- Victorian Muslim: Abdullah Quilliam and Islam in the West ed. by Jamie Gilham and Ron Geaves
By any measure, Abdullah Quilliam's was an extraordinary life: lawyer and civic leader, member of numerous fringe esoteric Masonic lodges, a public and prolific convert and propagator of Islam in Britain, and the first (and last) "Shaykh al-Islam of the British isles," he was later accused of malpractice and abandoned his law practice and the Muslim community he had built to live quietly for over twenty years under an assumed name. The life and work of this fascinating figure are explored in this collected volume, co-edited by Jamie Gilham and Ron Geaves. As the editors note in the introduction, in recent years scholars and British Muslims have taken a new interest in Quilliam and his Liverpool Muslim Institute. This is due in part to the fact that his story demonstrates a rather longer history of Islamic identity in Britain than was long assumed, and one rooted in religious conversion rather than post-war migration. For others, Quilliam offers some lessons on living nationally and transnationally in Britain in a post 9/11 world, combining within oneself loyalty to both the umma and a British state engaged in military conflict with Muslims in other countries.
The eight chapters in this book explore three general themes: influences on Quilliam's life and thought, the substance of his thought and writings, and his international status during his lifetime and after. In the first chapter, Mohammad Siddique Seldon explores the various means by which Quilliam sought to accommodate his proselytizing to suit popular sensibilities in the age of the new imperialism. In the first place, this involved treading a narrow path between outspoken criticism of British military intervention in the Sudan and hostility toward the Ottomans and professions of loyalty to Queen and country. Even more interesting, it also involved a program of social activism that accommodated the ideals of the other major interest of his mainly working class converts—revolutionary socialism. Patrick D. Bowen then offers a fascinating investigation of Quilliam's lifelong association with Freemasonry, especially fringe esoteric lodges. Bowen suggests that his experiences in these lodges likely played an important role in drawing Quilliam to Islam both because of their Islamophilia and the fact that they offered members a safe space to experiment and "form boundaries for new identities" (39). [End Page 1474]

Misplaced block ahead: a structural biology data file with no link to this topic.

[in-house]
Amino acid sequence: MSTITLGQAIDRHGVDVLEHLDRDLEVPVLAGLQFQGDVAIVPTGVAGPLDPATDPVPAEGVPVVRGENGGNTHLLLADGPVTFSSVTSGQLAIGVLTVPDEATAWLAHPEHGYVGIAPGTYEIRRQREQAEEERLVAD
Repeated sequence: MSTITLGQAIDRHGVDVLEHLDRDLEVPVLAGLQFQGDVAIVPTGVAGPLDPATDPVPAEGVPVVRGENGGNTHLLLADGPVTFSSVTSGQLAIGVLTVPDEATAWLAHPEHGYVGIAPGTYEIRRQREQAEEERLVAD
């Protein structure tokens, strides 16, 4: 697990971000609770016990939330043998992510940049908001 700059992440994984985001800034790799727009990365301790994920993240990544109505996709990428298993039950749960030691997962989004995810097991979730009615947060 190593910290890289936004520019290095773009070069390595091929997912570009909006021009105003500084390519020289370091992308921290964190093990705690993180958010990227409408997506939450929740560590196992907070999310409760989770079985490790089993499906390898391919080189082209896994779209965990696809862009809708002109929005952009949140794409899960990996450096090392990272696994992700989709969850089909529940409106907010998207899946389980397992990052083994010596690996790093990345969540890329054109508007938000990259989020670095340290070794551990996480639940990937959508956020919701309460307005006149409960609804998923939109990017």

The second group of chapters explore Quilliam's large body of writings, his attempts to present a new vision of Muslim gender relationships, and his views on Ottoman Turkey. In his review of Quilliam's publications, Ron Geaves demonstrates how he both challenged common misconceptions about his faith and sought to recast Islam as an essentially rational religion, more in keeping with the spirit of the late-Victorian age than Christianity and its many debunked myths. Interestingly, Geaves notes that Quilliam touched on many of the same themes as Western Islamic converts today, probably because many of the challenges of promoting Islam in Britain remain the same. One of the most common preconceptions of Islam in British society held that it oppressed women. Quilliam challenged these notions by recasting Muslim gender relations and calling for limited polygyny, which he argued would improve both individual lives and the wider society. Polygyny, he claimed, was not only "fairer to the ladies," because it would end the problem of unwed mothers, but would also produce more children to help maintain Britain's global empire. Quilliam merged this discourse with a celebration of medieval chivalry and courtly love poetry, illustrating his position as a transcultural figure, straddling East and West. Geoffrey Nash's comparative study of how Quilliam and his convert contemporary Marmaduke Pitchall imagined the relationship between Turkey and the Christian West further demonstrates his role as an international Muslim. Quilliam and Pitchall differed on whom they thought should be leading the Ottoman Empire, but agreed that it was the legitimate leader of the Sunni world. Both bemoaned the fact...